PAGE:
By Katie Paxton
George Taylor recalls his first visit to Washington and Lee University in 1959. He remembers entering Lee Chapel and being quickly drawn to the antique organ in the gallery, which was looking forlorn with neglect.
In the next four years, as a student, he would play an important part in the restoration of that organ. He gave his senior recital on the restored instrument.
Ever since then, building classical pipe organs is all he’s ever done.
“My wife says I’m addicted,” Taylor says.
After graduating in 1964, Taylor was awarded a Ford Foundation grant to spend three and a half years apprenticing with an organ-building firm in Hamburg, Germany. He later met New Englander John Boody. They were both working for an organ builder in Ohio.
When the Ohio company decided to move to the west coast, Taylor and Boody founded their own business in Augusta County, just north of Rockbridge County, through connections Taylor had in Lexington. They renovated and moved into an abandoned school building in 1979 and Taylor and Boody Organbuilders was born.
Today, Taylor and Boody is a world-renowned manufacturer of 15th and 16th century-style organs. They have several organs in Japan and Europe, and in 2013 finished building their largest organ ever, for Grace Episcopal Church at 10th and Broadway in New York City.
Built from the ground up
Almost all their organs are built from the ground up, which can get “wickedly expensive,” Taylor said. Not only are traditional pipe organs almost three times as expensive as electronic-digital organs, but they are also designed specifically for the space, with exquisite craftsmanship and all parts built from scratch.
Last year, when R. E. Lee Memorial Church in Lexington decided it was time to replace its 1965 pipe organ, it considered a proposal from Taylor and Boody for slightly less than $1 million, along with proposals from several companies much farther away.
Ted Bickish, the church’s music director, said he and other organ committee members considered Taylor and Boody because they’re a local company “of international reputation.”
“They always do great work, and they presented some interesting ideas,” Bickish said. “They’re a great builder.” But the parish’s vestry, accepting the organ committee’s recommendation, decided last week to work with a less expensive proposal from established organ-builders in Quebec, Casavant Frères.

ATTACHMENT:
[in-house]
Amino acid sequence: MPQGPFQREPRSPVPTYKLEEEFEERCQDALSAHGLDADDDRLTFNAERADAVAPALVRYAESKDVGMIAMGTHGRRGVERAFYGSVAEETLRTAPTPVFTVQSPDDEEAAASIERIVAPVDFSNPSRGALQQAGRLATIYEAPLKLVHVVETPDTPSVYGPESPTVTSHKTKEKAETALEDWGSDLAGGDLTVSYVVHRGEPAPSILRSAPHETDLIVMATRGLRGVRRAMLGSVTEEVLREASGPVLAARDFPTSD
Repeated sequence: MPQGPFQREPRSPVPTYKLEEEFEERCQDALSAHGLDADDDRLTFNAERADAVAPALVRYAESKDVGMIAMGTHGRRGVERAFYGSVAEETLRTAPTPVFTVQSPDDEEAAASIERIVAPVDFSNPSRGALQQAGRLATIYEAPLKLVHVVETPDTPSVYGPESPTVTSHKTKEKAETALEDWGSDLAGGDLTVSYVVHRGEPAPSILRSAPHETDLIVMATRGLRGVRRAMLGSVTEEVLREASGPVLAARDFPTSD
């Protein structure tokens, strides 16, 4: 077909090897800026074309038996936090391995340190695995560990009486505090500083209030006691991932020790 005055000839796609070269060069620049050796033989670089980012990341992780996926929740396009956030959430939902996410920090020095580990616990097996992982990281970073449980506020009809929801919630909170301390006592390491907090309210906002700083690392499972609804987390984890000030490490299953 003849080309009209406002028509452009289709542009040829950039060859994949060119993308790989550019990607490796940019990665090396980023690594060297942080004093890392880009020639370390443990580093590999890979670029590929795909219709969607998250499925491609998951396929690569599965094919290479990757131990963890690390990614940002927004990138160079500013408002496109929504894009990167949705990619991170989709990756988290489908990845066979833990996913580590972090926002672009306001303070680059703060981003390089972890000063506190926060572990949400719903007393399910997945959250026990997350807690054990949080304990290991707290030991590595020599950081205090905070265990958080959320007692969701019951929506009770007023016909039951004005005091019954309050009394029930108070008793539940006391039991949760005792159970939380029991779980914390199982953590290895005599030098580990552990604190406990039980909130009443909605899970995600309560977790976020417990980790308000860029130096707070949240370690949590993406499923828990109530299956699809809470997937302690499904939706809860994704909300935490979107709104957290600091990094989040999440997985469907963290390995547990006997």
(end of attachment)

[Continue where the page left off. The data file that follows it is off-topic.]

A member of Lexington church’s organ committee, Bob Glidden, former president of Ohio University and professor of organ music, said Taylor and Boody has a “sterling reputation,” but the church simply couldn’t afford their style of instrument.
“They would probably be a third more of the cost than one we’d probably select,” he said. “Here they are, a world renowned builder and right next door, so it seems to make sense that we would have one. I have the highest respect for their craftsmanship and their musicianship.”
In about 30 years, Taylor and Boody have built more than 70 instruments for universities, churches and private studios. The company attracts many aspiring apprentices from several countries.
“We’ve had a number of trainees from Europe, largely from Germany, but at the moment we have just taken on someone for a year and a half from Naples,” Taylor said.
Building a mechanical action organ is no small feat. All of the work for each organ happens in shop, from designing, to hammering out lead and shaping the pipes, to cutting the wood base, to tuning each pipe by hand.
“As an organ builder, you get to dream up the project and design it for a given space,” Taylor said. “You have to understand the mechanics and technical aspects. You have to understand architecture, music, the history of the music of the organ and why you choose this over that.”
Boody says he loves the work and getting to be a part of all the steps in creating an organ from scratch. Taylor agreed.
“We like what we do so much that we’re not the best businessmen sometimes when it comes to asking for what other people would think we ought to get,” Taylor said. “A lot of times you do something because you love doing it and you want to do it for nice people.”